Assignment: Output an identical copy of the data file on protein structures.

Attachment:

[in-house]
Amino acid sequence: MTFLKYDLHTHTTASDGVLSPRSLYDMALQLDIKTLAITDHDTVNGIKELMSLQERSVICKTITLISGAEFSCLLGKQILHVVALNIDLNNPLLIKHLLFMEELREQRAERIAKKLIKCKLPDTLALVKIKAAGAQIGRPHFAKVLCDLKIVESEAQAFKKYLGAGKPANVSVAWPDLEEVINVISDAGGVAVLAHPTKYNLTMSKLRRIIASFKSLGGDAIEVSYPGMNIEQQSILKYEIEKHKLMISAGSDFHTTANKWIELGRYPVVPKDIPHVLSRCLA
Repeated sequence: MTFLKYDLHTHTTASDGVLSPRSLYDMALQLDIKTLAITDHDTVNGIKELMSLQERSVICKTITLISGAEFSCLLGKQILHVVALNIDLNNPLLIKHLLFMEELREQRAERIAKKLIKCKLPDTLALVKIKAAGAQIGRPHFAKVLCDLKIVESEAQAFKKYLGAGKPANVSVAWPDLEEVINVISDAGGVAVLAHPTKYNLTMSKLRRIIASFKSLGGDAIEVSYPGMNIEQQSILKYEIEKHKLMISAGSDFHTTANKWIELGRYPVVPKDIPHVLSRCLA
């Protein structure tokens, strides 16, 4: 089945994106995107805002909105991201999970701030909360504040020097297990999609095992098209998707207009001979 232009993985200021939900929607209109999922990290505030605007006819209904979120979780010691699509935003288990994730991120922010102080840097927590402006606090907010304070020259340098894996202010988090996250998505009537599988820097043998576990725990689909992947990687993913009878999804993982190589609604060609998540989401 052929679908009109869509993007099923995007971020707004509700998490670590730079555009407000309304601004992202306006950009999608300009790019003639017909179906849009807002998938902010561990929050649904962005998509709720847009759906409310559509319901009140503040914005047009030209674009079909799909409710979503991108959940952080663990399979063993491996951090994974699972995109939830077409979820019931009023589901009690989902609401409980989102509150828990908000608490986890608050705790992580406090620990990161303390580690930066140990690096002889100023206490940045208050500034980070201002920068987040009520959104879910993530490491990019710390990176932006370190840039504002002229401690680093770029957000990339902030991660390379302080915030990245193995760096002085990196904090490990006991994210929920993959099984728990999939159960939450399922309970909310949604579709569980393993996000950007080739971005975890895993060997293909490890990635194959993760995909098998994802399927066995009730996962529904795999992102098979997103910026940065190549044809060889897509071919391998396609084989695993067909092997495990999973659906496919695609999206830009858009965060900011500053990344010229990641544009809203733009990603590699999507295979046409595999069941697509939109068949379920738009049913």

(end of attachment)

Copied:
[in-house]
Amino acid sequence: MTFLKYDLHTHTTASDGVLSPRSLYDMALQLDIKTLAITDHDTVNGIKELMSLQERSVICKTITLISGAEFSCLLGKQILHVVALNIDLNNPLLIKHLLFMEELREQRAERIAKKLIKCKLPDTLALVKIKAAGAQIGRPHFAKVLCDLKIVESEAQAFKKYLGAGKPANVSVAWPDLEEVINVISDAGGVAVLAHPTKYNLTMSKLRRIIASFKSLGGDAIEVSYPGMNIEQQSILKYEIEKHKLMISAGSDFHTTANKWIELGRYPVVPKDIPHVLSRCLA
Repeated sequence: MTFLKYDLHTHTTASDGVLSPRSLYDMALQLDIKTLAITDHDTVNGIKELMSLQERSVICKTITLISGAEFSCLLGKQILHVVALNIDLNNPLLIKHLLFMEELREQRAERIAKKLIKCKLPDTLALVKIKAAGAQIGRPHFAKVLCDLKIVESEAQAFKKYLGAGKPANVSVAWPDLEEVINVISDAGGVAVLAHPTKYNLTMSKLRRIIASFKSLGGDAIEVSYPGMNIEQQSILKYEIEKHKLMISAGSDFHTTANKWIELGRYPVVPKDIPHVLSRCLA
């Protein structure tokens, strides 16, 4: 089945994106995107805002909105991201999970701030909360504040020097297990999609095992098209998707207009001979 232009993985200021939900929607209109999922990290505030605007006819209904979120979780010691699509935003288990994730991120922010102080840097927590402006606090907010304070020259340098894996202010988090996250998505009537599988820097043998576990725990689909992947990687993913009878999804993982190589609604060609998540989401 052929679908009109869509993007099923995007971020707004509700998490670590730079555009407000309304601004992202306006950009999608300009790019003639017909179906849009807002998938902010561990929050649904962005998509709720847009759906409310559509319901009140503040914005047009030209674009079909799909409710979503991108959940952080663990399979063993491996951090994974699972995109939830077409979820019931009023589901009690989902609401409980989102509150828990908000608490986890608050705790992580406090620990990161303390580690930066140990690096002889100023206490940045208050500034980070201002920068987040009520959104879910993530490491990019710390990176932006370190840039504002002229401690680093770029957000990339902030991660390379302080915030990245193995760096002085990196904090490990006991994210929920993959099984728990999939159960939450399922309970909310949604579709569980393993996000950007080739971005975890895993060997293909490890990635194959993760995909098998994802399927066995009730996962529904795999992102098979997103910026940065190549044809060889897509071919391998396609084989695993067909092997495990999973659906496919695609999206830009858009965060900011500053990344010229990641544009809203733009990603590699999507295979046409595999069941697509939109068949379920738009049913």